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Vigabatrin

     A. Guberman

Abstract:   Vigabatrin (VGB) is a recently-released antiepileptic drug which works by a clearly-defined mechanism of action: inhibition of GABA transaminase leading to an elevation of brain GABA concentration. It has been proven effective, mainly as an add-on agent, in complex partial and secondarily generalized seizures in both adults and children as well as in infantile spasms in both short and long-term controlled studies. World-wide experience now includes over 150,000 patients exposed to the drug. VGB has a favorable pharmacokinetic profile since it has little protein-binding, is mainly excreted unchanged by the kidney and has a long effective half-life allowing once or twice daily dosing. It is generally well-tolerated with very few cognitive effects but may cause significant behavioral side effects such as agitation, irritability, depression or psychosis in approximately 2-4% of cases. Mild weight gain and possible exacerbation of absence and myoclonic seizures are other reported adverse effects. The role of VGB in other childhood epileptic syndromes apart from West syndrome is still being defined.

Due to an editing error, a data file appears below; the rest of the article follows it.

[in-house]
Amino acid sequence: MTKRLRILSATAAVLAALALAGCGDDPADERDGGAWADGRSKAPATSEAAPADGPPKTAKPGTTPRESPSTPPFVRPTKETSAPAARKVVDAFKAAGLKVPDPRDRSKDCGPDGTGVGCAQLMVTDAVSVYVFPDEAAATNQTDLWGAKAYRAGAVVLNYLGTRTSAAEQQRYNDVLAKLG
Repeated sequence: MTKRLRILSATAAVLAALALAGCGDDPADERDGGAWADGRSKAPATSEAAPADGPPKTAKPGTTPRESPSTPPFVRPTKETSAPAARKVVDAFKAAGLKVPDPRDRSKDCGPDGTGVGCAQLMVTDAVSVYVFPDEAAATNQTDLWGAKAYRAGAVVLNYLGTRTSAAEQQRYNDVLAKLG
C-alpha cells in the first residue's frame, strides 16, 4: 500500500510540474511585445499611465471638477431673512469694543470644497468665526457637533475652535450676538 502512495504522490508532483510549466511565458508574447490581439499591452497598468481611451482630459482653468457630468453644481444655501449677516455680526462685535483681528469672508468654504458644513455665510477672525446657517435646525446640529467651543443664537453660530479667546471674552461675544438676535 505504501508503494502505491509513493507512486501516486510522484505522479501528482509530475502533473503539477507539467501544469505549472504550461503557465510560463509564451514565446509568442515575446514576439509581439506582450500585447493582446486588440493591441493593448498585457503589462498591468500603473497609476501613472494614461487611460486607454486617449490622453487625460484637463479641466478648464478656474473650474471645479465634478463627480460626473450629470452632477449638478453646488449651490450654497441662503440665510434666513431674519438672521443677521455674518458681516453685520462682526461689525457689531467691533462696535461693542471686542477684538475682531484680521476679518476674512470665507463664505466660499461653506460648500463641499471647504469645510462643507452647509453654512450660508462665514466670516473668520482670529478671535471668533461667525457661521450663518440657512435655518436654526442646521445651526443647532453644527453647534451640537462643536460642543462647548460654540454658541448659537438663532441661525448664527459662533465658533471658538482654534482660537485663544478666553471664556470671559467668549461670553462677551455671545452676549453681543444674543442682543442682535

Can. J. Neurol. Sci. 1996; 23: Suppl. 2-S13-S17

 


 
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